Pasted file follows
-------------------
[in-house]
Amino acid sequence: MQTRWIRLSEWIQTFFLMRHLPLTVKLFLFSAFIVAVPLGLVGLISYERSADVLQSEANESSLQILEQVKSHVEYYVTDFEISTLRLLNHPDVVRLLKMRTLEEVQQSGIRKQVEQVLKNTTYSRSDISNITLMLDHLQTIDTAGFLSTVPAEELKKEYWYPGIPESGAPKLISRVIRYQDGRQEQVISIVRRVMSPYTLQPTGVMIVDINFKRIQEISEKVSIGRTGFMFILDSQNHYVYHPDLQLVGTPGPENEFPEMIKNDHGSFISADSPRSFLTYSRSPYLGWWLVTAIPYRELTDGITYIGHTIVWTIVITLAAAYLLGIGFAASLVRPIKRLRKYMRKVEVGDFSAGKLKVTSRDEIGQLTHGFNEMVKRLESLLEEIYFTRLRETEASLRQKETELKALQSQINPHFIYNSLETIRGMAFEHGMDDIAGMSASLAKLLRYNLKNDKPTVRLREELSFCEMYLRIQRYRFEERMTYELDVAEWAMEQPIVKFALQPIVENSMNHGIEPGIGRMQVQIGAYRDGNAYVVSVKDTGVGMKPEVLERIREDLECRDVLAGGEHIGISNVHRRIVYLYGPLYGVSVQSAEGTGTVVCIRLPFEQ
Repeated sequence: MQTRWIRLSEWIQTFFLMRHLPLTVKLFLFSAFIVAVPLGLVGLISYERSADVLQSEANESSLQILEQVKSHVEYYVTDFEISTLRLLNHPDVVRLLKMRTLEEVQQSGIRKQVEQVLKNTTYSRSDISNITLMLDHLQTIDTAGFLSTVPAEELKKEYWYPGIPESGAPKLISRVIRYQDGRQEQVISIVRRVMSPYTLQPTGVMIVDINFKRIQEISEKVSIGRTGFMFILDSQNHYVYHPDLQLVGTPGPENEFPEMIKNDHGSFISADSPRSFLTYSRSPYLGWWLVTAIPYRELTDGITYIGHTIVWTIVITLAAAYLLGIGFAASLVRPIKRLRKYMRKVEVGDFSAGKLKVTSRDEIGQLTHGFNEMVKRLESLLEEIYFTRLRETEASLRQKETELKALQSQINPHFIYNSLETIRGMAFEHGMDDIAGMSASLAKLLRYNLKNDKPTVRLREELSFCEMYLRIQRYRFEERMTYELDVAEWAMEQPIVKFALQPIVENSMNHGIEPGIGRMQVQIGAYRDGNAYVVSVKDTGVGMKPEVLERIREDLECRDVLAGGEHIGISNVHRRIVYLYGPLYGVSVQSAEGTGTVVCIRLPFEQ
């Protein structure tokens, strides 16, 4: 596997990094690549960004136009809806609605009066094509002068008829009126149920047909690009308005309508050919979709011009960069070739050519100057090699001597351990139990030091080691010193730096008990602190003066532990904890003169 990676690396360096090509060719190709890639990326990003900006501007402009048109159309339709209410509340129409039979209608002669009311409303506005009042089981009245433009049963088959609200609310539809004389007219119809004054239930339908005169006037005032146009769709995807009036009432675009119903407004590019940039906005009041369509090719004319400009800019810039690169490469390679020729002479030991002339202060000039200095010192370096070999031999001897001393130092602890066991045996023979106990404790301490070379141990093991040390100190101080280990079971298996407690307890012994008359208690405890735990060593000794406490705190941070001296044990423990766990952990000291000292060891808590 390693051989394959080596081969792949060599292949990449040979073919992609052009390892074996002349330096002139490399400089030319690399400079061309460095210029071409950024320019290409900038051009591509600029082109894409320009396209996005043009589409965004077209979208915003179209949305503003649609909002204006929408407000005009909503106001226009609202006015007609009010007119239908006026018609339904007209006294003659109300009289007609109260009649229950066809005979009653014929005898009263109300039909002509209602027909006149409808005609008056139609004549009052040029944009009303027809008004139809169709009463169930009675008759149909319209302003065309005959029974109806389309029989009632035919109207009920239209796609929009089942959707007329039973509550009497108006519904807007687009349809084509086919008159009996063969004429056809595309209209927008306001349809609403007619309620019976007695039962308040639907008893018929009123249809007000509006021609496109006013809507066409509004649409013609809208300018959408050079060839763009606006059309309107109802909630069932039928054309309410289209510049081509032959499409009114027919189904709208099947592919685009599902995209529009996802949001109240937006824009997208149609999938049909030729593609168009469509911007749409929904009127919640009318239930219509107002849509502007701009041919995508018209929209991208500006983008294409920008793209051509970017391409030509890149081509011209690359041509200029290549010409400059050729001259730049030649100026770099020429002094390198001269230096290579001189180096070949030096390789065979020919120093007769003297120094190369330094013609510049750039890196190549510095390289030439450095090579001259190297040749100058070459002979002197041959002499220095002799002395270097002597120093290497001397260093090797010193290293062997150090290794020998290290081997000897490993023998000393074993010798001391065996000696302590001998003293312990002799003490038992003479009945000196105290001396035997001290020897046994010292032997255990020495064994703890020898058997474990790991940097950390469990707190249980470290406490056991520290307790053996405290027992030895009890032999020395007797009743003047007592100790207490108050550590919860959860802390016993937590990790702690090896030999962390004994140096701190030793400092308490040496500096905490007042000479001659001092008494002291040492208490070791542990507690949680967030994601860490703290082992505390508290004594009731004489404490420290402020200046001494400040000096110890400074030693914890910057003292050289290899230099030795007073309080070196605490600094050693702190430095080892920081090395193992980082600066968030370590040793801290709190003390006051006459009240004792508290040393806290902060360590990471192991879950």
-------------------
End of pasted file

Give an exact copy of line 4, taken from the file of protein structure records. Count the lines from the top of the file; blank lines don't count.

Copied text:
């Protein structure tokens, strides 16, 4: 596997990094690549960004136009809806609605009066094509002068008829009126149920047909690009308005309508050919979709011009960069070739050519100057090699001597351990139990030091080691010193730096008990602190003066532990904890003169 990676690396360096090509060719190709890639990326990003900006501007402009048109159309339709209410509340129409039979209608002669009311409303506005009042089981009245433009049963088959609200609310539809004389007219119809004054239930339908005169006037005032146009769709995807009036009432675009119903407004590019940039906005009041369509090719004319400009800019810039690169490469390679020729002479030991002339202060000039200095010192370096070999031999001897001393130092602890066991045996023979106990404790301490070379141990093991040390100190101080280990079971298996407690307890012994008359208690405890735990060593000794406490705190941070001296044990423990766990952990000291000292060891808590 390693051989394959080596081969792949060599292949990449040979073919992609052009390892074996002349330096002139490399400089030319690399400079061309460095210029071409950024320019290409900038051009591509600029082109894409320009396209996005043009589409965004077209979208915003179209949305503003649609909002204006929408407000005009909503106001226009609202006015007609009010007119239908006026018609339904007209006294003659109300009289007609109260009649229950066809005979009653014929005898009263109300039909002509209602027909006149409808005609008056139609004549009052040029944009009303027809008004139809169709009463169930009675008759149909319209302003065309005959029974109806389309029989009632035919109207009920239209796609929009089942959707007329039973509550009497108006519904807007687009349809084509086919008159009996063969004429056809595309209209927008306001349809609403007619309620019976007695039962308040639907008893018929009123249809007000509006021609496109006013809507066409509004649409013609809208300018959408050079060839763009606006059309309107109802909630069932039928054309309410289209510049081509032959499409009114027919189904709208099947592919685009599902995209529009996802949001109240937006824009997208149609999938049909030729593609168009469509911007749409929904009127919640009318239930219509107002849509502007701009041919995508018209929209991208500006983008294409920008793209051509970017391409030509890149081509011209690359041509200029290549010409400059050729001259730049030649100026770099020429002094390198001269230096290579001189180096070949030096390789065979020919120093007769003297120094190369330094013609510049750039890196190549510095390289030439450095090579001259190297040749100058070459002979002197041959002499220095002799002395270097002597120093290497001397260093090797010193290293062997150090290794020998290290081997000897490993023998000393074993010798001391065996000696302590001998003293312990002799003490038992003479009945000196105290001396035997001290020897046994010292032997255990020495064994703890020898058997474990790991940097950390469990707190249980470290406490056991520290307790053996405290027992030895009890032999020395007797009743003047007592100790207490108050550590919860959860802390016993937590990790702690090896030999962390004994140096701190030793400092308490040496500096905490007042000479001659001092008494002291040492208490070791542990507690949680967030994601860490703290082992505390508290004594009731004489404490420290402020200046001494400040000096110890400074030693914890910057003292050289290899230099030795007073309080070196605490600094050693702190430095080892920081090395193992980082600066968030370590040793801290709190003390006051006459009240004792508290040393806290902060360590990471192991879950």